In the darkness, the light of faith endured and made the journey possible. Most certainly, the people in my life strengthened my faith and were for me a welcomed light for a dark path. And yes, I stumbled over more than a few nasty obstacles and rough spots. But even when I languished in the darkness of an uncharted path, my faith was enough. My faith was my brightest light.

I will be forever grateful for the beacons of light that helped guide me on the journey and for the enduring, constant presence of a faithful God.

The Lord will guide you always;
will satisfy your needs in a sun-scorched land
and will strengthen your frame.
You will be like a well-watered garden,
like a spring whose waters never fail.

– Isaiah 58:11 NIV

Out of the Darkness

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The heart that broke for all the broken-hearted
Is whole and Heaven-centred now, and sings,
Sings in the strength that rises out of weakness,
Sings through the clouds
that veil him from our sight,
Whilst we ourselves become his clouds of witness
And sing the waning darkness into light . . .

– Excerpt from “A Sonnet for Ascension Day” by poet Malcolm Guite

Out of the bombing in Manchester emerge brokenhearted families — mothers, fathers, grandparents, children. We live in a brokenhearted world. We wonder what we might do with our broken hearts. Do we respond with anger, sorrow, disinterest? Do we chalk it up as just another tragedy that is inevitable in a world of terrorism and unbridled violence? How must we respond in a way that honors our faith in the Prince of Peace?

I certainly do not have answers to all the questions we may be asking in the face of this tragedy, but these things I know. We must stand firmly, always, for peace. We must speak boldly when our words might ease violence. We must pray without ceasing for a world without violence, and hope constantly for a world that is gentle and hospitable for every person.

Finally, as poet Malcolm Guite writes, we must raise our voices in the strength that comes after weakness. We must sing on, people of God, for our songs might just help bring the world out of darkness into God’s wondrous light!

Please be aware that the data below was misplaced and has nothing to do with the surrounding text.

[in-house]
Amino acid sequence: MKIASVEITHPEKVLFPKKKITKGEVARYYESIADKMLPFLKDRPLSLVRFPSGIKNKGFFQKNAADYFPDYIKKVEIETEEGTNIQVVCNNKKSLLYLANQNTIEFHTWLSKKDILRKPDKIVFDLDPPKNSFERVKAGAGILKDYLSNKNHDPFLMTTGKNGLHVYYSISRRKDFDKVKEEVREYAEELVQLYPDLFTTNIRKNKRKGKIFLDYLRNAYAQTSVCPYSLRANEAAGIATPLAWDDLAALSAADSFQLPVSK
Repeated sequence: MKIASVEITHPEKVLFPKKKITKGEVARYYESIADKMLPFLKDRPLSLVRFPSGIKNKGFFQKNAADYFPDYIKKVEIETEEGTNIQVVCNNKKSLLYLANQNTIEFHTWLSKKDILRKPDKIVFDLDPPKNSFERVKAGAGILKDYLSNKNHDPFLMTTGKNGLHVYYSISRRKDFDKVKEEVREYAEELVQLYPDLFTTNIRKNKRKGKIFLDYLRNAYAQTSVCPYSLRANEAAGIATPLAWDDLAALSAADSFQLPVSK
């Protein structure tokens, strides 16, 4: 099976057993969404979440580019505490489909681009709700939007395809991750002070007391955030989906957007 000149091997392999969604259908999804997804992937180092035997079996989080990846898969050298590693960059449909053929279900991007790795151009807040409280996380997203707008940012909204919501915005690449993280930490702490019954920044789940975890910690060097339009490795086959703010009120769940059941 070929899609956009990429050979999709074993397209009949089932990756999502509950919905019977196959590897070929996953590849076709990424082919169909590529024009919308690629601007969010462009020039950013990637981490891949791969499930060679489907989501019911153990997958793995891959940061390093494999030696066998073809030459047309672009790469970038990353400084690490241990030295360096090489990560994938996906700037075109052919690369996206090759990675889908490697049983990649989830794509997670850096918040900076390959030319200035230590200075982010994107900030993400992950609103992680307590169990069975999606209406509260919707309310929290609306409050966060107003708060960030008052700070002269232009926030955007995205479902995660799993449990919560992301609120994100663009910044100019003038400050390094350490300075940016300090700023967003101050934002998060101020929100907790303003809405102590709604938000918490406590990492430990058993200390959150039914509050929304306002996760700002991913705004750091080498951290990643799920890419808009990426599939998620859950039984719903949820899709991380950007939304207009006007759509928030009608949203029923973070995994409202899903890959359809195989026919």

. . . You are a chosen people, a royal priesthood, a holy nation, God’s special possession, that you may declare the praises of him who called you out of darkness into his wonderful light.

– 1 Peter 2:9, NIV

Lead, Kindly Light

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Sometimes we walk in darkness, unable to see the way ahead. In such times, we usually take small steps, one at a time, one after another, hoping we will again find the light. Darkness can be frightening, causing us to despair, causing us to doubt the future.

I have always been a student of hymns, knowing that the words and music of hymns bring me deep comfort. A comforting hymn that speaks to a dark time in life is “Lead, Kindly Light.”

Lead, Kindly Light, amidst the encircling gloom,
Lead Thou me on!
The night is dark, and I am far from home,
Lead Thou me on!
Keep Thou my feet; I do not ask to see
The distant scene; one step enough for me.

So many hymns have their stories of giving strength, and “Lead, Kindly Light” has many of them. One is about the largest mining disaster in the Durham coalfield in England in 1909, when 168 men and boys lost their lives as the result of two underground explosions. Incredibly, there were still men alive underground. A group of 34 men and boys had found a pocket of clean air. They sat in almost total darkness, when one of them began humming the hymn “Lead Kindly Light.” In no time at all. the rest of the miners joined in the singing . . .

“Lead kindly light amidst the encircling gloom, lead thou me on, The night is dark, and I am far away from home. . .”

After fourteen hours, thirty men were rescued.

Our stories do not always have happy endings. At times, the darkness continues longer than we can bear it. But in those times, we can still take one step at a time until the light comes again. We can take each step in hope and in the confidence that we will again walk in the light. We can count on it!